Special Session Update
The Legislature convenes in special session Sept. 25. This is after the state Supreme Court ruled unconstitutional the Smoking Cessation Act of 2017, leaving a $215 million hole in the budget to be re-appropriated by the Legislature.
The easiest way to fill this hole and leave state services at current appropriation levels would be for the House and Senate to pass the original cigarette tax of $1.50. This is the only tax increase the majority of Oklahomans have said they would support. The caveat is this takes a two-thirds vote in both chambers. In the House, that is 76 votes. House leadership has tried to pass this tax the last two legislative sessions, but the minority leader has led his caucus into choosing not to keep rural hospitals and nursing homes open and let other health care services take a hit.
This is disappointing to say the least. I hope he and his caucus will now put politics aside and do what is right for Oklahomans.
If the tax fails outright, we will vote to put it to a vote of the people, which would take only a simple majority of 51 votes.
Since the court’s ruling in August, House leadership and the majority party have met regularly – the Republican Caucus met this week – to develop a plan that will preserve core government services but make strategic cuts to ensure efficiency and an end to waste and duplication. We currently have a plan we will be rolling out in time for special session. I will give more details in next week’s column.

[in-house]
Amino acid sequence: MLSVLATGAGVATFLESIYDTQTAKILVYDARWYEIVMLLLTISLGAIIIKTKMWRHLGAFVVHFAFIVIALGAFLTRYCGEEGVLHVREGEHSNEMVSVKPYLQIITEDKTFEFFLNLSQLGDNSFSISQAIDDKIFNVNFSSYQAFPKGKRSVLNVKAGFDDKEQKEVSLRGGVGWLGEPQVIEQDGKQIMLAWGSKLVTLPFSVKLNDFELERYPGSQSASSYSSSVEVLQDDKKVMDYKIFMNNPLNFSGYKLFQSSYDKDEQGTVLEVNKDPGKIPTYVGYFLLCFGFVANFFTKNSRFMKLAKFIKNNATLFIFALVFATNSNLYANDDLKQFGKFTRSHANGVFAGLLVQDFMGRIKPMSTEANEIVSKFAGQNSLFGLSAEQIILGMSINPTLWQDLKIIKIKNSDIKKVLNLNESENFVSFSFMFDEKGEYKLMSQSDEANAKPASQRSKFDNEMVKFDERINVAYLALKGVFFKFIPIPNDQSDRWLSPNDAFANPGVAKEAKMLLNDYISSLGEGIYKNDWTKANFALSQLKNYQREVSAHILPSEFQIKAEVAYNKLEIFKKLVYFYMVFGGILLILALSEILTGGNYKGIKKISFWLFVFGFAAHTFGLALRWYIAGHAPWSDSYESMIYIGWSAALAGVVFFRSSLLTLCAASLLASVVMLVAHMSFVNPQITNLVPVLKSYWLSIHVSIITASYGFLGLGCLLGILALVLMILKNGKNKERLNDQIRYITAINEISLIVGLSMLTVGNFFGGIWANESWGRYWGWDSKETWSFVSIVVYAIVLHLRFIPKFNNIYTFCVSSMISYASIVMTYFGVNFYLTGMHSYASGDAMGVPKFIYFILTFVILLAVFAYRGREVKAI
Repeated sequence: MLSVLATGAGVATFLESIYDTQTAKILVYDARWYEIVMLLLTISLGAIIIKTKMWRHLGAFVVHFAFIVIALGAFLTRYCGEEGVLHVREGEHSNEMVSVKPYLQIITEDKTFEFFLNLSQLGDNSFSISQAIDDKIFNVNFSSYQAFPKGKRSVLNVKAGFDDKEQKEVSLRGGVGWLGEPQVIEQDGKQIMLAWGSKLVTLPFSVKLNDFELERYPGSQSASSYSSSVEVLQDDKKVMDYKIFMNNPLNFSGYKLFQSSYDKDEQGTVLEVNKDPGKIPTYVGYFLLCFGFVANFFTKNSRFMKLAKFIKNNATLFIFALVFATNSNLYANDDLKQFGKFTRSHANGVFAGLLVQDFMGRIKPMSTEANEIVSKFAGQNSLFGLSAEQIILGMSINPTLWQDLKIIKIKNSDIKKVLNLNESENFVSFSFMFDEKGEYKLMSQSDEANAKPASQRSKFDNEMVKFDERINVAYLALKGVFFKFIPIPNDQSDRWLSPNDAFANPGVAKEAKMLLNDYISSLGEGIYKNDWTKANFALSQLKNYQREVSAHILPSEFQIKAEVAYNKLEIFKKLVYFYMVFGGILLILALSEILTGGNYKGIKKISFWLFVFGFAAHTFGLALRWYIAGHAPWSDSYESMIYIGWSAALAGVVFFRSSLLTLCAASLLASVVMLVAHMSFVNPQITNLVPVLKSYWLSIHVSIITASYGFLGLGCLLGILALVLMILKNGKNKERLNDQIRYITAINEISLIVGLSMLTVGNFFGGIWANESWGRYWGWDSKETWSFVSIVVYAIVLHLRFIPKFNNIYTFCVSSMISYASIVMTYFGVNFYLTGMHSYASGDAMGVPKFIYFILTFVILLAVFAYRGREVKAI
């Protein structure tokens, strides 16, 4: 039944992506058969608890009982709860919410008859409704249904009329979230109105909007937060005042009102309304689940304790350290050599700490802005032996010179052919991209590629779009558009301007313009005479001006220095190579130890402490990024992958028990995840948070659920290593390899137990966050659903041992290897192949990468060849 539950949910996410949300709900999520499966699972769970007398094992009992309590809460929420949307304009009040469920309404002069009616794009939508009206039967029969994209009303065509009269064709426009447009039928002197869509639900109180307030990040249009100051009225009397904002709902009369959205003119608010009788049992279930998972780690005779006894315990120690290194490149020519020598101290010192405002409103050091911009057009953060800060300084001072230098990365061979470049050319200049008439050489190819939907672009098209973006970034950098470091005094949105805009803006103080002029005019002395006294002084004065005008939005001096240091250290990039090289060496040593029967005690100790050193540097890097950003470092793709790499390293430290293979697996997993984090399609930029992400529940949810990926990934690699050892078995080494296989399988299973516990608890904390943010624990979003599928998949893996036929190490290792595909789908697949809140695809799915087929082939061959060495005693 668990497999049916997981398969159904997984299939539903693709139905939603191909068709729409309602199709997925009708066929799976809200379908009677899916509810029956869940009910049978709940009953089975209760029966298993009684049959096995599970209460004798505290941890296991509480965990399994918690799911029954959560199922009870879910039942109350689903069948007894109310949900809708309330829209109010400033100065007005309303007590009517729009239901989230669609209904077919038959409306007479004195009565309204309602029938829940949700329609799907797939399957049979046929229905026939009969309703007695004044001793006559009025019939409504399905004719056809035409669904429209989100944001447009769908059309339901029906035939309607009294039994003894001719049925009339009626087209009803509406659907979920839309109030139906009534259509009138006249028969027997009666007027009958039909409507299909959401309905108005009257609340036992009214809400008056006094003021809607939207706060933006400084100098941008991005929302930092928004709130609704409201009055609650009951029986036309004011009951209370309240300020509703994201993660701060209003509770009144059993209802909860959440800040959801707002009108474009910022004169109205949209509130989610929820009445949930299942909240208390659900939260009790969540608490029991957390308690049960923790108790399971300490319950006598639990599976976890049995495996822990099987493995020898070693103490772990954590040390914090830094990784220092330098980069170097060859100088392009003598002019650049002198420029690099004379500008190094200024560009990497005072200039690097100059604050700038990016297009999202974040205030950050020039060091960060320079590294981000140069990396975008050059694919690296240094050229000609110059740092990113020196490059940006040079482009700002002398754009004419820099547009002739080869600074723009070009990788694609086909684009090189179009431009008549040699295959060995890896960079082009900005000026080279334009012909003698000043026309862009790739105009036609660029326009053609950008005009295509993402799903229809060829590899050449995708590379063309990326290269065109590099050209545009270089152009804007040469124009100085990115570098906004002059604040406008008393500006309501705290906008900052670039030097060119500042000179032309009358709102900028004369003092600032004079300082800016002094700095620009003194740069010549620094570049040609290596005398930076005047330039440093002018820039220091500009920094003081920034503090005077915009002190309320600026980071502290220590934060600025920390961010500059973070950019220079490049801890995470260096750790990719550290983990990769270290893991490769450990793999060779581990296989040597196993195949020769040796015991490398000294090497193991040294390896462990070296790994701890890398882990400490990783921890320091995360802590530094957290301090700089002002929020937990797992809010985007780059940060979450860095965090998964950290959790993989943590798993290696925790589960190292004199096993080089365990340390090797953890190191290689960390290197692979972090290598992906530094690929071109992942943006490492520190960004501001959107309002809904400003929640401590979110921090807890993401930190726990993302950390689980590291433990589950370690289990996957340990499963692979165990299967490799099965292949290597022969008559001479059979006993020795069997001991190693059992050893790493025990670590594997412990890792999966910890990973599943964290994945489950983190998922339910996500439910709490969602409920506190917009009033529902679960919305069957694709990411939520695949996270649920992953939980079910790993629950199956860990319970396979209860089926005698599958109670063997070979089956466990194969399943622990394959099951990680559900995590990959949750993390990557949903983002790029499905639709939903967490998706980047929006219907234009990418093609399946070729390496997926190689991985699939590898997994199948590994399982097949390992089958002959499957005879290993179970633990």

I’ve been asked why we need a supermajority to pass the cigarette tax. This goes back to State Question 640, passed in 1992. After a state recession, Democrats then in charge raised multiple taxes. Oklahomans voted to make it harder to do so in the future, instituting the two-thirds majority vote requirement.
I will keep you updated on happenings here.
In one other piece of business, I again must express my disappointment with the state Department of Human Services. They recently announced that as of Oct. 1 they will begin assessing a fee on child support payments. This fee is not charged to the person making the payments but rather comes out of the pocket of the person receiving the payment – even if that person is a single mom or a single dad. In addition, two-thirds of this fee goes to the federal government because they provide the bulk of the program.
This is inexcusable. DHS should be ashamed of itself, taking money from already struggling single parents. I will not stand for this, and will lead the charge to reverse the rule that allowed this fee to go forward to be signed by the governor.